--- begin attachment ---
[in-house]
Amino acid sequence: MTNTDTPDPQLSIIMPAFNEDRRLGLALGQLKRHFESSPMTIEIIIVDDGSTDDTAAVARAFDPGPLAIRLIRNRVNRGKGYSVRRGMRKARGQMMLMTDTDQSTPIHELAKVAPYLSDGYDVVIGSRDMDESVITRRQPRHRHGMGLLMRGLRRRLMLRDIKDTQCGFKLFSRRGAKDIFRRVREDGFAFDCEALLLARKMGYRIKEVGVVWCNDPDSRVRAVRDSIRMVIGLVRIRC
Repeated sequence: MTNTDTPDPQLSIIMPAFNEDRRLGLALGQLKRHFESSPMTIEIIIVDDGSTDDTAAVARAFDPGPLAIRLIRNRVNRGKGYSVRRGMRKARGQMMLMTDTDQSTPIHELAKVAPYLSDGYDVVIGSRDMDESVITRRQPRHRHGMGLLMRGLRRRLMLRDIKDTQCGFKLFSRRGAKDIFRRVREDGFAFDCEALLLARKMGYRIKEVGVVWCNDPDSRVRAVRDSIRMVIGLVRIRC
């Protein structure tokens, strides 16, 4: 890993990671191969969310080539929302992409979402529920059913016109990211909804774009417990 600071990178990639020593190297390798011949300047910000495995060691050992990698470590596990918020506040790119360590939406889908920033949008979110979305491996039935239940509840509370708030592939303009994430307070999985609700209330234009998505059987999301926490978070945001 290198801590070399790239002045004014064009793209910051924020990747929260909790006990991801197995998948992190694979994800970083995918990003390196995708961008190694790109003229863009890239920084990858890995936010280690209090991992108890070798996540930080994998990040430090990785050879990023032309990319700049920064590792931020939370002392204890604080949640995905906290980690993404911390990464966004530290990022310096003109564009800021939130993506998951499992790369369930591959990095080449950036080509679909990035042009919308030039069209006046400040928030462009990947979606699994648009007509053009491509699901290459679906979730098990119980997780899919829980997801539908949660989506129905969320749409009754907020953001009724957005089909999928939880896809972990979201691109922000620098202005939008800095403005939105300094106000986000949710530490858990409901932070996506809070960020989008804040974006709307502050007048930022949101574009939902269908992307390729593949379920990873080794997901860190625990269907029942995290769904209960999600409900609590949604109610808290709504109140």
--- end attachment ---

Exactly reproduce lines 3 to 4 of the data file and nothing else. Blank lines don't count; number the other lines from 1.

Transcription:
Repeated sequence: MTNTDTPDPQLSIIMPAFNEDRRLGLALGQLKRHFESSPMTIEIIIVDDGSTDDTAAVARAFDPGPLAIRLIRNRVNRGKGYSVRRGMRKARGQMMLMTDTDQSTPIHELAKVAPYLSDGYDVVIGSRDMDESVITRRQPRHRHGMGLLMRGLRRRLMLRDIKDTQCGFKLFSRRGAKDIFRRVREDGFAFDCEALLLARKMGYRIKEVGVVWCNDPDSRVRAVRDSIRMVIGLVRIRC
């Protein structure tokens, strides 16, 4: 890993990671191969969310080539929302992409979402529920059913016109990211909804774009417990 600071990178990639020593190297390798011949300047910000495995060691050992990698470590596990918020506040790119360590939406889908920033949008979110979305491996039935239940509840509370708030592939303009994430307070999985609700209330234009998505059987999301926490978070945001 290198801590070399790239002045004014064009793209910051924020990747929260909790006990991801197995998948992190694979994800970083995918990003390196995708961008190694790109003229863009890239920084990858890995936010280690209090991992108890070798996540930080994998990040430090990785050879990023032309990319700049920064590792931020939370002392204890604080949640995905906290980690993404911390990464966004530290990022310096003109564009800021939130993506998951499992790369369930591959990095080449950036080509679909990035042009919308030039069209006046400040928030462009990947979606699994648009007509053009491509699901290459679906979730098990119980997780899919829980997801539908949660989506129905969320749409009754907020953001009724957005089909999928939880896809972990979201691109922000620098202005939008800095403005939105300094106000986000949710530490858990409901932070996506809070960020989008804040974006709307502050007048930022949101574009939902269908992307390729593949379920990873080794997901860190625990269907029942995290769904209960999600409900609590949604109610808290709504109140």